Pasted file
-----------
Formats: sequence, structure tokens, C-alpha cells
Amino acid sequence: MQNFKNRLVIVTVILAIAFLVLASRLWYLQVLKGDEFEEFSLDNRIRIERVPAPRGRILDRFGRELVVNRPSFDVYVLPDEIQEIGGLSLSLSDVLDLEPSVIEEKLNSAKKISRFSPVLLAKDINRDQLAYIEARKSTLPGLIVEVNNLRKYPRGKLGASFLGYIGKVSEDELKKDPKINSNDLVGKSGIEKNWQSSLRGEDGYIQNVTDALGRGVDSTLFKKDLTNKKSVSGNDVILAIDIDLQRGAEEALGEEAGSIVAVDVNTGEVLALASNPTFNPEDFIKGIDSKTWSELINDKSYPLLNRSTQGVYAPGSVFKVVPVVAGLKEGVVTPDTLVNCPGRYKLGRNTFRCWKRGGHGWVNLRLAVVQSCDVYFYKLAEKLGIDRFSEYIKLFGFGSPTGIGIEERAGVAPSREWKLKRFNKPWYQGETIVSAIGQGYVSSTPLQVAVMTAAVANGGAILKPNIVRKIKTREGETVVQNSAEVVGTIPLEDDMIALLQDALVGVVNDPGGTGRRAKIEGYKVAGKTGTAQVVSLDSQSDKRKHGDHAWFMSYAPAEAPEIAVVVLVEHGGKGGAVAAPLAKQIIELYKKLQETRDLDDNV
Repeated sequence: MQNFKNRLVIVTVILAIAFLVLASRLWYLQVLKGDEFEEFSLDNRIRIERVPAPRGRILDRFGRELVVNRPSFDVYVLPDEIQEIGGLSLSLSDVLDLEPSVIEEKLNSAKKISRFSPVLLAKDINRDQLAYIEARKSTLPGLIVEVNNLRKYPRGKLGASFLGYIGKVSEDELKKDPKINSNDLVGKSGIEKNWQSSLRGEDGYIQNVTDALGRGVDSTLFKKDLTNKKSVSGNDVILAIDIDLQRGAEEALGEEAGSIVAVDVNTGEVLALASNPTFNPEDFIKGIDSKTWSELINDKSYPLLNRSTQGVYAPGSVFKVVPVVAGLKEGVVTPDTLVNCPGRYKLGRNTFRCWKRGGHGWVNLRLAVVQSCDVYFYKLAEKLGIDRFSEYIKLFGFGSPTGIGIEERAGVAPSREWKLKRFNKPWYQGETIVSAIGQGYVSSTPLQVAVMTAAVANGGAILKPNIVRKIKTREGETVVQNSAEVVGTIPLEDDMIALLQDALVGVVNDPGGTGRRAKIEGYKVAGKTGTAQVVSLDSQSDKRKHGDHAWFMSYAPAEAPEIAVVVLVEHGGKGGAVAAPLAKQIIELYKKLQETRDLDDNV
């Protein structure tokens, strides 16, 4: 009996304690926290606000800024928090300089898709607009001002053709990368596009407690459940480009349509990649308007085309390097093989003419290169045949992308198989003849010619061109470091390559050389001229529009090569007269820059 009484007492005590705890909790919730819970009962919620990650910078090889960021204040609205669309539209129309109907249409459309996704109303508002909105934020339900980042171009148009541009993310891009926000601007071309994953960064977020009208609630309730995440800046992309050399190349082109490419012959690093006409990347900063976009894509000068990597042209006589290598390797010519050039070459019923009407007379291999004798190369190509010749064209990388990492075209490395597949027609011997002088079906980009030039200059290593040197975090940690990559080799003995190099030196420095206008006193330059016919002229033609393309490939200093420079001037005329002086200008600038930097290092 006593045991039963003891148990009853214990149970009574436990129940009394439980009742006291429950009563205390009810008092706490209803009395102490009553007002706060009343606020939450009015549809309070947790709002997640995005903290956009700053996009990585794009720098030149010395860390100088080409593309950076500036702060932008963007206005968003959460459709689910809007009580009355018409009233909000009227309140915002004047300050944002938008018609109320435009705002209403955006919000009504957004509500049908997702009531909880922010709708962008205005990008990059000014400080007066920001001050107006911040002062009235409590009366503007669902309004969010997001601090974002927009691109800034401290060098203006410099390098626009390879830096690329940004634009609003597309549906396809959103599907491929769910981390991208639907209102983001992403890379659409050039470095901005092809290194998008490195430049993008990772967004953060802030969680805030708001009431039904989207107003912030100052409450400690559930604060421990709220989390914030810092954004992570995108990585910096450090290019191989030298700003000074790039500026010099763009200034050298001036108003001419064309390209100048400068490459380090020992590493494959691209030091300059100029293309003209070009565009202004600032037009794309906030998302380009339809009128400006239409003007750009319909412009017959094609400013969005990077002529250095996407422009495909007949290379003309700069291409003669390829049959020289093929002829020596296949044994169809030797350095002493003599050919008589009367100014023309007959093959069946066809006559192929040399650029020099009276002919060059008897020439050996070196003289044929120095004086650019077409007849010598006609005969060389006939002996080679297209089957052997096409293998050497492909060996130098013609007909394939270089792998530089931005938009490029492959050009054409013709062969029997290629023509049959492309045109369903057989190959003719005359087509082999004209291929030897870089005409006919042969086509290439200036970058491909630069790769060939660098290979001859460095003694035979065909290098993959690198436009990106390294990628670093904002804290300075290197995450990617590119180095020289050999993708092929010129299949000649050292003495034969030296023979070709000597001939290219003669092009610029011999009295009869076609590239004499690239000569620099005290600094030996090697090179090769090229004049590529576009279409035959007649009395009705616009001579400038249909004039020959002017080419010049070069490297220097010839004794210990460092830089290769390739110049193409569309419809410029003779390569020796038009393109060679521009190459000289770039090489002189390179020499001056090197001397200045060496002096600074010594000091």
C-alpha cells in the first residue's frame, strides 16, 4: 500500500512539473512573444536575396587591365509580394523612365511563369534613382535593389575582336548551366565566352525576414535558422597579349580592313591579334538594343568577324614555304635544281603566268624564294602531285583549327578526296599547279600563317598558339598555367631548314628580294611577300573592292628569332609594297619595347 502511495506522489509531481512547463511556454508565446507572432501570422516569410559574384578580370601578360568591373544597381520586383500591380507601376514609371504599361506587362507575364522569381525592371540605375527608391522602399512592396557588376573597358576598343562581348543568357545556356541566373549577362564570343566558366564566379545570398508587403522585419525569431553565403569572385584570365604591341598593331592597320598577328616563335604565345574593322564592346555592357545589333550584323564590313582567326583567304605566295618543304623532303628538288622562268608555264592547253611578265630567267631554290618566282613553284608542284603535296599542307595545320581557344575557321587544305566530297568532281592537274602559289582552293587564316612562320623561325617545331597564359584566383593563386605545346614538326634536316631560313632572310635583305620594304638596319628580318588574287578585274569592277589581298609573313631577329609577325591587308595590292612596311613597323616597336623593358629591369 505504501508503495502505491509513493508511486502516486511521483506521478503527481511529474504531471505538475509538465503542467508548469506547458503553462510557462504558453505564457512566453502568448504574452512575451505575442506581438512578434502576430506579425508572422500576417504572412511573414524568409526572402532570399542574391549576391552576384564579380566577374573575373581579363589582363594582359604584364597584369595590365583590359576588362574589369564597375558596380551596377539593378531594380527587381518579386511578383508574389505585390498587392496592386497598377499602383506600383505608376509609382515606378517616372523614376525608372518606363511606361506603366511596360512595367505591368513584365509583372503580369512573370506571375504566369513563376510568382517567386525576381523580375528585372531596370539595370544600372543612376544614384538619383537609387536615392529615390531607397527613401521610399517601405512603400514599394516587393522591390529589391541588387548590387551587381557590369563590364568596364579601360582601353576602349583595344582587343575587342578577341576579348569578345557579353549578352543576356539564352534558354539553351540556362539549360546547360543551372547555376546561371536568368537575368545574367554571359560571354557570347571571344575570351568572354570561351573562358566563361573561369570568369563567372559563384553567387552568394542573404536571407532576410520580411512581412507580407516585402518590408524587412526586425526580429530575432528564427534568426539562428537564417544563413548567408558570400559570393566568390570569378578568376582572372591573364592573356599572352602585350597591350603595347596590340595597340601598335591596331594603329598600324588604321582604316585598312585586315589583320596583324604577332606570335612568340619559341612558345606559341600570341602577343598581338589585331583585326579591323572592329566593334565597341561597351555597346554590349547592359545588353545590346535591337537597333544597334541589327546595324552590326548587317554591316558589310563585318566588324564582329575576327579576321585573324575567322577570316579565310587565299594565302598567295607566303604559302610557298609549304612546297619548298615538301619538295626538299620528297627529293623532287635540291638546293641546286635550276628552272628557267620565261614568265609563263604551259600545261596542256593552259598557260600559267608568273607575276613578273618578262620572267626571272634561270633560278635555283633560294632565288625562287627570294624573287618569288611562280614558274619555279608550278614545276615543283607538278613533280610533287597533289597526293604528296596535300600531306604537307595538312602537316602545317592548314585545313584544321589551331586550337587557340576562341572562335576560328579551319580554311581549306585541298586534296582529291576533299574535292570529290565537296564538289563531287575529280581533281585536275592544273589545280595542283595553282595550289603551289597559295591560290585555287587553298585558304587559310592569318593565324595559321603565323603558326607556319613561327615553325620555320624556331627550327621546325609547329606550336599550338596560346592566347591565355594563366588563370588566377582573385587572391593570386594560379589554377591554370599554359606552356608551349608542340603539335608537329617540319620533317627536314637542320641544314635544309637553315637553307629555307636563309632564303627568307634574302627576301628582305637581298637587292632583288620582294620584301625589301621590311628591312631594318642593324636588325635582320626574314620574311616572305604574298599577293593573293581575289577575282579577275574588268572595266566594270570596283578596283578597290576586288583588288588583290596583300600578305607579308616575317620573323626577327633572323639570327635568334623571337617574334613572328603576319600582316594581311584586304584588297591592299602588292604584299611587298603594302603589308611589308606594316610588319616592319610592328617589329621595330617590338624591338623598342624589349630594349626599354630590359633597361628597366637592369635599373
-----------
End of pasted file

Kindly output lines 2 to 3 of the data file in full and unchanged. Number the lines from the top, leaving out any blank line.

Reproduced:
Amino acid sequence: MQNFKNRLVIVTVILAIAFLVLASRLWYLQVLKGDEFEEFSLDNRIRIERVPAPRGRILDRFGRELVVNRPSFDVYVLPDEIQEIGGLSLSLSDVLDLEPSVIEEKLNSAKKISRFSPVLLAKDINRDQLAYIEARKSTLPGLIVEVNNLRKYPRGKLGASFLGYIGKVSEDELKKDPKINSNDLVGKSGIEKNWQSSLRGEDGYIQNVTDALGRGVDSTLFKKDLTNKKSVSGNDVILAIDIDLQRGAEEALGEEAGSIVAVDVNTGEVLALASNPTFNPEDFIKGIDSKTWSELINDKSYPLLNRSTQGVYAPGSVFKVVPVVAGLKEGVVTPDTLVNCPGRYKLGRNTFRCWKRGGHGWVNLRLAVVQSCDVYFYKLAEKLGIDRFSEYIKLFGFGSPTGIGIEERAGVAPSREWKLKRFNKPWYQGETIVSAIGQGYVSSTPLQVAVMTAAVANGGAILKPNIVRKIKTREGETVVQNSAEVVGTIPLEDDMIALLQDALVGVVNDPGGTGRRAKIEGYKVAGKTGTAQVVSLDSQSDKRKHGDHAWFMSYAPAEAPEIAVVVLVEHGGKGGAVAAPLAKQIIELYKKLQETRDLDDNV
Repeated sequence: MQNFKNRLVIVTVILAIAFLVLASRLWYLQVLKGDEFEEFSLDNRIRIERVPAPRGRILDRFGRELVVNRPSFDVYVLPDEIQEIGGLSLSLSDVLDLEPSVIEEKLNSAKKISRFSPVLLAKDINRDQLAYIEARKSTLPGLIVEVNNLRKYPRGKLGASFLGYIGKVSEDELKKDPKINSNDLVGKSGIEKNWQSSLRGEDGYIQNVTDALGRGVDSTLFKKDLTNKKSVSGNDVILAIDIDLQRGAEEALGEEAGSIVAVDVNTGEVLALASNPTFNPEDFIKGIDSKTWSELINDKSYPLLNRSTQGVYAPGSVFKVVPVVAGLKEGVVTPDTLVNCPGRYKLGRNTFRCWKRGGHGWVNLRLAVVQSCDVYFYKLAEKLGIDRFSEYIKLFGFGSPTGIGIEERAGVAPSREWKLKRFNKPWYQGETIVSAIGQGYVSSTPLQVAVMTAAVANGGAILKPNIVRKIKTREGETVVQNSAEVVGTIPLEDDMIALLQDALVGVVNDPGGTGRRAKIEGYKVAGKTGTAQVVSLDSQSDKRKHGDHAWFMSYAPAEAPEIAVVVLVEHGGKGGAVAAPLAKQIIELYKKLQETRDLDDNV